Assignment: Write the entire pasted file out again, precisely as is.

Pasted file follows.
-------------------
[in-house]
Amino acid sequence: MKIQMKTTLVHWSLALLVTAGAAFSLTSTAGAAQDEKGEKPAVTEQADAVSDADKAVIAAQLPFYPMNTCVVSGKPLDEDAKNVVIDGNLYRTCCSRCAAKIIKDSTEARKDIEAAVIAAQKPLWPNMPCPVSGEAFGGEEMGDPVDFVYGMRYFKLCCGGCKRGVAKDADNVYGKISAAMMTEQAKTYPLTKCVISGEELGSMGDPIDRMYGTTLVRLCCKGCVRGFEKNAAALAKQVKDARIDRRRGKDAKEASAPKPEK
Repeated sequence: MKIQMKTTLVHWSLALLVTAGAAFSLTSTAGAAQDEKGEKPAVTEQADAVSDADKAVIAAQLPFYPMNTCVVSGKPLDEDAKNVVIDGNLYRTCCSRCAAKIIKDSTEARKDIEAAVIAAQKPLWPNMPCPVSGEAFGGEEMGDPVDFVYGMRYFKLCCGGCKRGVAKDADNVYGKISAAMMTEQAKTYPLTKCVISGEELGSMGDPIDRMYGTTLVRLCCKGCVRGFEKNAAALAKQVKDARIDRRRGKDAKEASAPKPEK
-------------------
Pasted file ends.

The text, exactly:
[in-house]
Amino acid sequence: MKIQMKTTLVHWSLALLVTAGAAFSLTSTAGAAQDEKGEKPAVTEQADAVSDADKAVIAAQLPFYPMNTCVVSGKPLDEDAKNVVIDGNLYRTCCSRCAAKIIKDSTEARKDIEAAVIAAQKPLWPNMPCPVSGEAFGGEEMGDPVDFVYGMRYFKLCCGGCKRGVAKDADNVYGKISAAMMTEQAKTYPLTKCVISGEELGSMGDPIDRMYGTTLVRLCCKGCVRGFEKNAAALAKQVKDARIDRRRGKDAKEASAPKPEK
Repeated sequence: MKIQMKTTLVHWSLALLVTAGAAFSLTSTAGAAQDEKGEKPAVTEQADAVSDADKAVIAAQLPFYPMNTCVVSGKPLDEDAKNVVIDGNLYRTCCSRCAAKIIKDSTEARKDIEAAVIAAQKPLWPNMPCPVSGEAFGGEEMGDPVDFVYGMRYFKLCCGGCKRGVAKDADNVYGKISAAMMTEQAKTYPLTKCVISGEELGSMGDPIDRMYGTTLVRLCCKGCVRGFEKNAAALAKQVKDARIDRRRGKDAKEASAPKPEK